Adijah “Vybz Kartel” Palmer, one of Jamaica’s most popular dancehall artistes announced last year that he plans to launch a line of cake soap for the skin, apparently called Vybz Kartel Cake Soap. For those unfamiliar, cake soap is a solid, cheap, blue, almost brick looking detergent that is used by the majority of households in Jamaica, if not the Caribbean, to wash clothes by hand. So it is a little hilarious. Cake soap for the face? (A suitable North American parallel might be frothing your skin with All or Tide.) It seems like a gag product, the dancehall equivalent of fuzzy stuffed snakes springing out of the peanut brittle can. You almost feel as though Kartel is at home sniggering to himself as the collective blood pressure of Jamaicans rises.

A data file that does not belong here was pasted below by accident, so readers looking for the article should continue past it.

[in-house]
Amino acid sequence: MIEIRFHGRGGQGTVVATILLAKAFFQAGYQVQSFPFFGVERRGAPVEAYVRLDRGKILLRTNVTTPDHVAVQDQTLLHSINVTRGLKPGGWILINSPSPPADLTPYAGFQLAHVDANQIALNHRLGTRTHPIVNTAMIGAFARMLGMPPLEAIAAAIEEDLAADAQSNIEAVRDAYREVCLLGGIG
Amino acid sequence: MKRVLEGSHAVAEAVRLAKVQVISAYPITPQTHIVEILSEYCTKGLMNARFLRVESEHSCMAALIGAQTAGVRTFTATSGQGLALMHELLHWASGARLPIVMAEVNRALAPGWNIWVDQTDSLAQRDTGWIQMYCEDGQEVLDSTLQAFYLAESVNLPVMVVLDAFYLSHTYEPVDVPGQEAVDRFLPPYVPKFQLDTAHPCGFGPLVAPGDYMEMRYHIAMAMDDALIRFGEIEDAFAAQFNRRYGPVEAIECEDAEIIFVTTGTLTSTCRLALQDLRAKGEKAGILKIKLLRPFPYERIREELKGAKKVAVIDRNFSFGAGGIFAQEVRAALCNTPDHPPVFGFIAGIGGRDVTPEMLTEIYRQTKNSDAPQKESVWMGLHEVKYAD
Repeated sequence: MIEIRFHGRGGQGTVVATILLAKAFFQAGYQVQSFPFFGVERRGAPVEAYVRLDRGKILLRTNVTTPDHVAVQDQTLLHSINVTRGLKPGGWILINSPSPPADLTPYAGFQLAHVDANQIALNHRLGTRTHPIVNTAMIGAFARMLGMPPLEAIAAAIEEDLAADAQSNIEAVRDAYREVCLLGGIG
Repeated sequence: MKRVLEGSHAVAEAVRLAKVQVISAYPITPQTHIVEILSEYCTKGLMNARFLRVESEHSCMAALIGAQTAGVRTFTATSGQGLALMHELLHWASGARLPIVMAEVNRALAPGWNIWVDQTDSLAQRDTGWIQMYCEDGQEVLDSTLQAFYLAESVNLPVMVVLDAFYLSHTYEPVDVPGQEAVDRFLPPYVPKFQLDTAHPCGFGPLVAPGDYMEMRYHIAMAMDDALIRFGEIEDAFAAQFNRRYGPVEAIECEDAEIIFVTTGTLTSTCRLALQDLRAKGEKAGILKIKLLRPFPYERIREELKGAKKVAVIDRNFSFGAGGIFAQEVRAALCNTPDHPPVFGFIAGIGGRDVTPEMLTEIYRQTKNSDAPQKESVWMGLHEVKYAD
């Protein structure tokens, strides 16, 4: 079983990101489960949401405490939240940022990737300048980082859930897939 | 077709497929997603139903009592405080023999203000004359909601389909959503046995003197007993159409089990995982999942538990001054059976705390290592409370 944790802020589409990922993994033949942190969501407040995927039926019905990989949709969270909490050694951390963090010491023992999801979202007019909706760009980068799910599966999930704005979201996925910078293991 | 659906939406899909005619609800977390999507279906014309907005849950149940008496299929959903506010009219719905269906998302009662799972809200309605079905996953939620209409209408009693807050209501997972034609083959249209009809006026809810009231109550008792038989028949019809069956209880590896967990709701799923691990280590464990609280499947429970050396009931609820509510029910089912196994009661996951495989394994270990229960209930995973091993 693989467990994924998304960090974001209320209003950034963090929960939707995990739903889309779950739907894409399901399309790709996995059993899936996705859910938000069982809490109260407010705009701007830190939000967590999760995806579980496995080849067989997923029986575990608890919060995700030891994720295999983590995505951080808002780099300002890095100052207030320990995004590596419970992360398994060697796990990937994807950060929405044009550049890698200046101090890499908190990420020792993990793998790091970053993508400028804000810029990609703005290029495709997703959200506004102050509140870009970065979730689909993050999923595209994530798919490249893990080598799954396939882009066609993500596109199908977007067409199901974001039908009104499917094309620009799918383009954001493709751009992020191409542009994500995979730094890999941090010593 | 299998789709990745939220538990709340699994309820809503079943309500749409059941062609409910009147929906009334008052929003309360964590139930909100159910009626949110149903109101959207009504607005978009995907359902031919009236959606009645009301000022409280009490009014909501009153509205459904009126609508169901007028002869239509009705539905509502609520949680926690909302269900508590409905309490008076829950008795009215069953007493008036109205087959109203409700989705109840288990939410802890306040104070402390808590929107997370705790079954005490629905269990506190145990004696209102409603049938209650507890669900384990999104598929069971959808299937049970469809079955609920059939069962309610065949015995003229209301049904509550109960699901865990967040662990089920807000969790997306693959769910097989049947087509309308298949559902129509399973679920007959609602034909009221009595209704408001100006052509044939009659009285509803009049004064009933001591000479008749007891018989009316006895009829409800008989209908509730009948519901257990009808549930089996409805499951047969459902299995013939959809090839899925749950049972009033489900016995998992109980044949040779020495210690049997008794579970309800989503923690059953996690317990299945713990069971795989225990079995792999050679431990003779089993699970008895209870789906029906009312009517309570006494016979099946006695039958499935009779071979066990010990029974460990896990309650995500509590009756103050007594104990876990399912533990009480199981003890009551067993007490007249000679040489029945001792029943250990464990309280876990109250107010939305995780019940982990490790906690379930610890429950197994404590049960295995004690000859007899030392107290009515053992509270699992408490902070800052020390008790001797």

It is also a little sad. Why? Because on the surface at least it seems as if the French got it right: “plus ça change, plus c'est la même chose” (the more things change, the more they stay the same). Not only has Kartel launched his own cake soap, he has also admitted (sort of) to bleaching. Bleaching is the act of deliberately lightening skin. This seems to have come as a shock to many across the world, and his comparing his skin lightening to a white person darkening their skin by tanning has many aghast (see youtube video below - approx. minute 3). This admission of intentionally striving for a fairer complexion brought again to the forefront the whole issue of identity, race, and class in Jamaica, issues that have the power to get us hot under the collar. It may be difficult to comprehend the depth of feeling around the issues being ventilated so here is my attempt at breaking it down.